The Law of Large Numbers means that the error of a mean value will become insignificant as the number of observations increases.

The error of the mean is important because it indicates the average outcome. When enough data points are gathered, these averages can provide a useful description of the system.

For example, if you run a restaurant and you want to know how much revenue you can expect over the next year, you can use the Law of Large Numbers to estimate the amount of revenue you will generate.

Or, if you are a stock market analyst and you want to know the future price of a stock, you can use the Law of Large Numbers to estimate the average market price.

Or, if you are a sports manager and you want to know how likely your team is to win a game, you can use the Law of Large Numbers to estimate the likelihood of your team winning.

It doesn’t matter what you want to know. The Law of Large Numbers can be used to estimate anything. All you need are enough data points.

When you have a large number of data points, the Law of Large Numbers ensures that your data will be precise (within the margin of error) and, therefore, will not over-estimate or under-estimate the true value of the system.

There is one more concept that is essential to understand before moving on. This is the term covariance. You will learn more about covariance in the next lesson.

## Covariance (or Variance)

Let’s take a step back for a moment and discuss the meaning of the word covariance (which, by the way, is also the plural form of covariance).

Covariance (cov in short) is a measure of the relationship between two variables. If you have two measurements (like temperature and light brightness) of the same location (like your house), you can calculate the covariance. This will tell you how much the measurements (e.g., light brightness) vary together (e.g., rise and fall, or increase and decrease).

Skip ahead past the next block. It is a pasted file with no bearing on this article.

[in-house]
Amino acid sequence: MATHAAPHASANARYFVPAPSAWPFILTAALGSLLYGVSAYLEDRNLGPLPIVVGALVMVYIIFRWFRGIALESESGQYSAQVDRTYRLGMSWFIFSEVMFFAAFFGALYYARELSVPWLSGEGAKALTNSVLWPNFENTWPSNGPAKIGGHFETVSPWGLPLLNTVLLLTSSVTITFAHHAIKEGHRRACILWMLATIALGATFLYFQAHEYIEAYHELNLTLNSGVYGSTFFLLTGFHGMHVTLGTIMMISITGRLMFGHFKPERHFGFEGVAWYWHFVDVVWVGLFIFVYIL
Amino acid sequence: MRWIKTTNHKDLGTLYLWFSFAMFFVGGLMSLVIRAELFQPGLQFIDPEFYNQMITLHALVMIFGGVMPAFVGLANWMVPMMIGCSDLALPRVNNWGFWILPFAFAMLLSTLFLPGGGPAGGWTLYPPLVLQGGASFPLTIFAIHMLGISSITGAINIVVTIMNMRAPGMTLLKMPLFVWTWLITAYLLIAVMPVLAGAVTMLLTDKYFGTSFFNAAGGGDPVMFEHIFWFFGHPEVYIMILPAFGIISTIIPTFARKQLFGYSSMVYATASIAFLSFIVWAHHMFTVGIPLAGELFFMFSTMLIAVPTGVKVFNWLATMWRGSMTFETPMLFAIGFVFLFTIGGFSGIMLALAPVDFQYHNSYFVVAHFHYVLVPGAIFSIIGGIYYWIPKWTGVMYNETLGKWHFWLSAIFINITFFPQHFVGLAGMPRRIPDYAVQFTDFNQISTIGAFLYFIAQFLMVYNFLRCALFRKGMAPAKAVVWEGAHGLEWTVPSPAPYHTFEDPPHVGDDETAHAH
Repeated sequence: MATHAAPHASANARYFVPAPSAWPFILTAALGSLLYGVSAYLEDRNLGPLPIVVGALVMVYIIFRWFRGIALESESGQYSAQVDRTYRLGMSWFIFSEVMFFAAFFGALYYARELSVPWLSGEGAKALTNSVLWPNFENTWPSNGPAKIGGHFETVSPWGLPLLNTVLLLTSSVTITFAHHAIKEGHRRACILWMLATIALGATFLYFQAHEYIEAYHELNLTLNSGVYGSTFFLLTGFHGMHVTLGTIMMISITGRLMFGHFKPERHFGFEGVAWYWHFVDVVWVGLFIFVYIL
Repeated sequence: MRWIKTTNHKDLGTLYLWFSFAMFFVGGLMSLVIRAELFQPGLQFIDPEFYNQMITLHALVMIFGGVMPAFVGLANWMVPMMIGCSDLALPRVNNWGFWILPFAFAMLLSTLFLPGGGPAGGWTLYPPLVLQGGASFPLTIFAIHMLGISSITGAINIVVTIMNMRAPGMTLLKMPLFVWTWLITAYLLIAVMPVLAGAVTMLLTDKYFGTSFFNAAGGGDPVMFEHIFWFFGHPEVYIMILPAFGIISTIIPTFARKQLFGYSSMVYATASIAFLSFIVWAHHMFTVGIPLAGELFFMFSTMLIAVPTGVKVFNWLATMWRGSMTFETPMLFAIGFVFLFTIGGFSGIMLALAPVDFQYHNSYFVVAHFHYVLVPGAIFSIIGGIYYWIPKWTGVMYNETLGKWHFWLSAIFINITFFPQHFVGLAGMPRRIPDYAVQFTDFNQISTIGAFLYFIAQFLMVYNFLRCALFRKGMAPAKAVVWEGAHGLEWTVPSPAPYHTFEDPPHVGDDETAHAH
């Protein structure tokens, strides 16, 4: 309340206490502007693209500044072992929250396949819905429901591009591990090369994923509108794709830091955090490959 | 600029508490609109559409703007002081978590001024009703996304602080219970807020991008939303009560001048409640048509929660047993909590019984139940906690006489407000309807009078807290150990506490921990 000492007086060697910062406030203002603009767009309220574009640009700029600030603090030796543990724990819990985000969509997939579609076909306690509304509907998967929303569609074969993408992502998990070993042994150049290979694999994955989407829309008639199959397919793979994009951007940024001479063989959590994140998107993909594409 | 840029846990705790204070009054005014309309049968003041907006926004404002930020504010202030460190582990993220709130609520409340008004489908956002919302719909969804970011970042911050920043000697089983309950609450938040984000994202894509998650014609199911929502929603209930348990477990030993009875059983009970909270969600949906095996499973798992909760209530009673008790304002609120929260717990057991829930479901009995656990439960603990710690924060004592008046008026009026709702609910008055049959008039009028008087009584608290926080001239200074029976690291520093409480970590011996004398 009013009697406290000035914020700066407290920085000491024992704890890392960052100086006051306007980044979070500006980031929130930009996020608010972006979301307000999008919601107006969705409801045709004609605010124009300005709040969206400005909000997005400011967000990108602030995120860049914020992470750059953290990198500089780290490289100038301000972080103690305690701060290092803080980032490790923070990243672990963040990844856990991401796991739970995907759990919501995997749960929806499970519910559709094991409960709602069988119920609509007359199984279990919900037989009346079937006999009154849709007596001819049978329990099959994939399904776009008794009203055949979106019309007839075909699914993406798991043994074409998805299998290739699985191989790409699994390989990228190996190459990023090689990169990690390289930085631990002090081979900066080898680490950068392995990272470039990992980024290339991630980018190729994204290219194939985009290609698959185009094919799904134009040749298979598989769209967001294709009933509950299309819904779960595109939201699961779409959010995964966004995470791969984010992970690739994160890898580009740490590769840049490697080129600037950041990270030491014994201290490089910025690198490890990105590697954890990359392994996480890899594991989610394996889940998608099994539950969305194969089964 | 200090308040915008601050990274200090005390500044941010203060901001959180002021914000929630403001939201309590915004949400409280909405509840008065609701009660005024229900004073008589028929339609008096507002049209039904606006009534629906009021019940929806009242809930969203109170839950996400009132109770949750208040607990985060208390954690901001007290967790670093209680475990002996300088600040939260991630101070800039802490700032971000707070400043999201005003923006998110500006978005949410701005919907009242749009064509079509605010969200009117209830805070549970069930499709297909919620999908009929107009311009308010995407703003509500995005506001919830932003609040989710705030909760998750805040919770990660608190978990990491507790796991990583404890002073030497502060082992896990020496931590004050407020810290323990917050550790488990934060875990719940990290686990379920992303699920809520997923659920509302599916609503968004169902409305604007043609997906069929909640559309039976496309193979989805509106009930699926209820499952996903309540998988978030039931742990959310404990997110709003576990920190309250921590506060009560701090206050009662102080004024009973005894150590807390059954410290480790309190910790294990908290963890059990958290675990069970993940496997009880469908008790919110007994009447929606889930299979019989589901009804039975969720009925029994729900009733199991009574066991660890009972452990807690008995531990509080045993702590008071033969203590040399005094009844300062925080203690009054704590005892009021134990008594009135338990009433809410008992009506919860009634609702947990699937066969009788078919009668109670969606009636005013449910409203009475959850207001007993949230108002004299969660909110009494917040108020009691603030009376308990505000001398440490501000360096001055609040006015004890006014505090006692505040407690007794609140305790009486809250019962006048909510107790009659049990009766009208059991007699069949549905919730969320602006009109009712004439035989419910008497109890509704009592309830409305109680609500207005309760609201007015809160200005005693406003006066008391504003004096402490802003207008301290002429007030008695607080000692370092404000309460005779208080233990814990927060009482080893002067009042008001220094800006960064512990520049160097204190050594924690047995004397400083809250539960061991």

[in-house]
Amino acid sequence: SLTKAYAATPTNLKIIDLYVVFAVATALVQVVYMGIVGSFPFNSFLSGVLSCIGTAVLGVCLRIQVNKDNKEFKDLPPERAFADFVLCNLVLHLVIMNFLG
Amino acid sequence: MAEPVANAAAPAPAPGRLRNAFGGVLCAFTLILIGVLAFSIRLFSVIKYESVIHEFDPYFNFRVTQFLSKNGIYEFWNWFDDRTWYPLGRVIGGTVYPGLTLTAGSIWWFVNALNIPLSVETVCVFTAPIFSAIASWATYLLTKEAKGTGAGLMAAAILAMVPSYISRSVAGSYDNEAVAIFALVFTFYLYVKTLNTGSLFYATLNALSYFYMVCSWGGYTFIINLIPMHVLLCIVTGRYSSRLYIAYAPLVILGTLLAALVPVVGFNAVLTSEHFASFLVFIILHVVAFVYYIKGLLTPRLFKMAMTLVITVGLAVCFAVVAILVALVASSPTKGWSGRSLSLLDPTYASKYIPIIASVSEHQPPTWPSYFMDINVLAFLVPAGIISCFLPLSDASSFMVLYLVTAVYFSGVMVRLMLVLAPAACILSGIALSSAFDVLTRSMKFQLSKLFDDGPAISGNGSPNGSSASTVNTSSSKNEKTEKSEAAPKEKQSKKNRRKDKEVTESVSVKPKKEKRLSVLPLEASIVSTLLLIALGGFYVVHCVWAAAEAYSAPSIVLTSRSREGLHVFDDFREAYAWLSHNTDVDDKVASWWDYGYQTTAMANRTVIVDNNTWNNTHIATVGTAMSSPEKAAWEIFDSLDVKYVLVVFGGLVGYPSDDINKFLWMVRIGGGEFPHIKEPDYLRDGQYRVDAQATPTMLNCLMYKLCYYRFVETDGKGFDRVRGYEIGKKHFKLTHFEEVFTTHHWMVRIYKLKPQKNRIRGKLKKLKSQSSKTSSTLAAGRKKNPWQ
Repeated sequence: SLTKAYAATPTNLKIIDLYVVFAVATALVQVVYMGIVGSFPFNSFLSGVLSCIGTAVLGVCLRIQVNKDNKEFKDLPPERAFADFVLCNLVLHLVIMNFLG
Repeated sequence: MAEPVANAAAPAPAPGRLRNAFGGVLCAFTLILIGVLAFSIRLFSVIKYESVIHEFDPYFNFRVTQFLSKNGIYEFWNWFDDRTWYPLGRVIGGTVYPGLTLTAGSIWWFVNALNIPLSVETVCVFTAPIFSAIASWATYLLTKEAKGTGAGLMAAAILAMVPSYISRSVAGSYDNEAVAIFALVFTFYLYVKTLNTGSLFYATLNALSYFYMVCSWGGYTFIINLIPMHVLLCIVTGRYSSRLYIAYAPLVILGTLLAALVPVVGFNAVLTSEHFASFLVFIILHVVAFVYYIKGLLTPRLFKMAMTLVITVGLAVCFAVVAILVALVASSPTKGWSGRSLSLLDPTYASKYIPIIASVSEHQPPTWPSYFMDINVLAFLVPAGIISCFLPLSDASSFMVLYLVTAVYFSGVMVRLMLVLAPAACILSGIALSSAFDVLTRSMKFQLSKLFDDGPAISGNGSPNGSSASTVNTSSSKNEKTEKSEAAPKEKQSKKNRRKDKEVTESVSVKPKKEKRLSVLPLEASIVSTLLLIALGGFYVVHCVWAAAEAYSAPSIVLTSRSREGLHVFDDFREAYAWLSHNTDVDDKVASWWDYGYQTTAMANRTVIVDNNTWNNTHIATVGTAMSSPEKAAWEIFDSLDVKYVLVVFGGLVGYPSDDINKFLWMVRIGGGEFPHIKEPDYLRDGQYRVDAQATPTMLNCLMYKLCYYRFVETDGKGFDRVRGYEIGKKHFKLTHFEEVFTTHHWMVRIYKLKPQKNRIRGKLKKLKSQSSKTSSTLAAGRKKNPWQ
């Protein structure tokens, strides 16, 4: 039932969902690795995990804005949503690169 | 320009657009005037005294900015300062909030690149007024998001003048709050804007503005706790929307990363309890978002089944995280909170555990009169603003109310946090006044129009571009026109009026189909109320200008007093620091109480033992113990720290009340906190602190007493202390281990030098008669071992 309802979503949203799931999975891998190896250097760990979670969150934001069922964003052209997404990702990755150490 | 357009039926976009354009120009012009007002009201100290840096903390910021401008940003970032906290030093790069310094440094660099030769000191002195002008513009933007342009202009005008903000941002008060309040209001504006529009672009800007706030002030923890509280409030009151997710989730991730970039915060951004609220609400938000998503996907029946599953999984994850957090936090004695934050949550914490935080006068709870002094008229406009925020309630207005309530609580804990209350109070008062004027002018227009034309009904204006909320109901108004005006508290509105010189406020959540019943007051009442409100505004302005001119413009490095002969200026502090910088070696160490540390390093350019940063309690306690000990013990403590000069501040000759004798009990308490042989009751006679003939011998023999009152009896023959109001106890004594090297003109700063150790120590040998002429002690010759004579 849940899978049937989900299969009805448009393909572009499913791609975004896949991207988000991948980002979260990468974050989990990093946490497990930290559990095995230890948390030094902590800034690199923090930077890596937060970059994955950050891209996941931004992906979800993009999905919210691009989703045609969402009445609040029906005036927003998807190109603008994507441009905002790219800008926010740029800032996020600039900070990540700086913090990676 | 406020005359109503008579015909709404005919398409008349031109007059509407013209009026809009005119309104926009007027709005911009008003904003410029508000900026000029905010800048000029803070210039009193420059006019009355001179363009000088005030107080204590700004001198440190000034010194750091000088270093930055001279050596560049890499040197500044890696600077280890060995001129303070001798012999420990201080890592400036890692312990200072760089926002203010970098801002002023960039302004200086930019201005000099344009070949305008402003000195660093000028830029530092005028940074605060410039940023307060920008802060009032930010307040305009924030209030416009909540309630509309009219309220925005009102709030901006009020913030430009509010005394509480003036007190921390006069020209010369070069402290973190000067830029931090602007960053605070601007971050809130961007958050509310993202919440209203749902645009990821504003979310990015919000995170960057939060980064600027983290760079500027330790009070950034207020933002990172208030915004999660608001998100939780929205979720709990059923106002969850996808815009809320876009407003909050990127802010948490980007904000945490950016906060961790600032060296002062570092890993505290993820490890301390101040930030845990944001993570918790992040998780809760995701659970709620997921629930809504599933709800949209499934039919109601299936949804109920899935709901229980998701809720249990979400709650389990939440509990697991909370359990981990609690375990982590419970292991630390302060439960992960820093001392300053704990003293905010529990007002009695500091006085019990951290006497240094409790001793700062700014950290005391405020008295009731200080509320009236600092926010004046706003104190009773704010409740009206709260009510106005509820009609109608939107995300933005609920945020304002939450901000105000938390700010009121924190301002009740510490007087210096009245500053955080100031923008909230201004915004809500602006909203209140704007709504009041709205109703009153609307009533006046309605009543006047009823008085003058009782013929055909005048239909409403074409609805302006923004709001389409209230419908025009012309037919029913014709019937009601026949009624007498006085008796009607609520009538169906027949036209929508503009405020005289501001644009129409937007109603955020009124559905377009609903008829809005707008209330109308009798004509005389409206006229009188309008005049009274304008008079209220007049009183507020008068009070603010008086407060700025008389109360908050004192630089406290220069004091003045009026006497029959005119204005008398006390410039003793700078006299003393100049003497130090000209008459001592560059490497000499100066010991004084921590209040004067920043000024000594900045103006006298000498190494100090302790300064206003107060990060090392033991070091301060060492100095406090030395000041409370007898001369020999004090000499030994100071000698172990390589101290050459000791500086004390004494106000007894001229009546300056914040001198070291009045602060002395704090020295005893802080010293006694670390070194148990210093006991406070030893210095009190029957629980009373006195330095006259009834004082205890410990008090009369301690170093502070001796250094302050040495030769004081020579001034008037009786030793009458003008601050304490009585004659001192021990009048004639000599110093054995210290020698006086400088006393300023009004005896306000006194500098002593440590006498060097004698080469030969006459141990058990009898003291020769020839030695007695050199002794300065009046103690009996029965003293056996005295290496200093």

If you have two measurements (like temperature and light brightness) of different locations (like your bedroom and living room), you can also calculate the covariance. This will tell you how much the measurements vary from each other (e.g., bedroom temperature and living room temperature).

In astronomy, the covariance is important because it indicates how well two variables (e.g., light and temperature) can be used to determine the third variable (e.g., the position of a planet).

## The Error Of The Mean

What if I were to tell you that the Law of Large Numbers doesn’t apply to you?

What if I were to tell you that, as a rule, you should never make any kind of statistical estimate for anything, ever?

Or, what if I were to tell you that sometimes, your data might even cause you to under-estimate the true value of the system?

The error of the mean is more specific than the law of large numbers and, in many cases, it can be calculated with ease. If, for example, you have 100 observations and the mean value is 55, the error of the mean will be (55–100)/55 = (–4)/(4–1) = –4%.

The error of the mean is a very important concept to grasp. Many times, without realizing it, you will make the mistake of assuming that the data point with the mean value is the best representation of the entire population. This is far from true. In the example above, the data point with a mean of 55 does not represent the entire population. In fact, depending on what you want to estimate and how many data points you have, this number could be wildly inaccurate.

## Law Of Small Numbers

While the Law of Large Numbers is useful and reliable in many cases, there are times when you will need to use the Law of Small Numbers. This is especially important if you have a small data set and you want to make sure that your numbers are precise.